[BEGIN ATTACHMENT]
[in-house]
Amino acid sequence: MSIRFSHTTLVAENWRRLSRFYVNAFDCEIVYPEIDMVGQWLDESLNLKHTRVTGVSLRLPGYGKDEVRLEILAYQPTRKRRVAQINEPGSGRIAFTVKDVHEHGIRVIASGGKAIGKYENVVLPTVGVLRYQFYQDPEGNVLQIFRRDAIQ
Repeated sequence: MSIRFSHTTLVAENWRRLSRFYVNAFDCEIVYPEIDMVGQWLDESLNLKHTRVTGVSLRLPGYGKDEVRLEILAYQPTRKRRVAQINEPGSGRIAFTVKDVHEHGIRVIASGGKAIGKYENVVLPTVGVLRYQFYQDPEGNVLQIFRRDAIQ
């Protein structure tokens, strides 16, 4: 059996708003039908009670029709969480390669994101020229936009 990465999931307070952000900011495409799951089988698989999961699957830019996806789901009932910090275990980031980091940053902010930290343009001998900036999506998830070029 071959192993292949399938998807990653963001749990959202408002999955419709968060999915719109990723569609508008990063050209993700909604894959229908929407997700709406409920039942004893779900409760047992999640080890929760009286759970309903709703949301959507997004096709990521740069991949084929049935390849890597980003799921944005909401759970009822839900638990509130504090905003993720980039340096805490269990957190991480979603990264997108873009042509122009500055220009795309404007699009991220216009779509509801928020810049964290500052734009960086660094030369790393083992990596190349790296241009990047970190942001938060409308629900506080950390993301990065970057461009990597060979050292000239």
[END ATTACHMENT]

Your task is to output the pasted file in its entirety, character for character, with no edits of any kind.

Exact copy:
[in-house]
Amino acid sequence: MSIRFSHTTLVAENWRRLSRFYVNAFDCEIVYPEIDMVGQWLDESLNLKHTRVTGVSLRLPGYGKDEVRLEILAYQPTRKRRVAQINEPGSGRIAFTVKDVHEHGIRVIASGGKAIGKYENVVLPTVGVLRYQFYQDPEGNVLQIFRRDAIQ
Repeated sequence: MSIRFSHTTLVAENWRRLSRFYVNAFDCEIVYPEIDMVGQWLDESLNLKHTRVTGVSLRLPGYGKDEVRLEILAYQPTRKRRVAQINEPGSGRIAFTVKDVHEHGIRVIASGGKAIGKYENVVLPTVGVLRYQFYQDPEGNVLQIFRRDAIQ
């Protein structure tokens, strides 16, 4: 059996708003039908009670029709969480390669994101020229936009 990465999931307070952000900011495409799951089988698989999961699957830019996806789901009932910090275990980031980091940053902010930290343009001998900036999506998830070029 071959192993292949399938998807990653963001749990959202408002999955419709968060999915719109990723569609508008990063050209993700909604894959229908929407997700709406409920039942004893779900409760047992999640080890929760009286759970309903709703949301959507997004096709990521740069991949084929049935390849890597980003799921944005909401759970009822839900638990509130504090905003993720980039340096805490269990957190991480979603990264997108873009042509122009500055220009795309404007699009991220216009779509509801928020810049964290500052734009960086660094030369790393083992990596190349790296241009990047970190942001938060409308629900506080950390993301990065970057461009990597060979050292000239």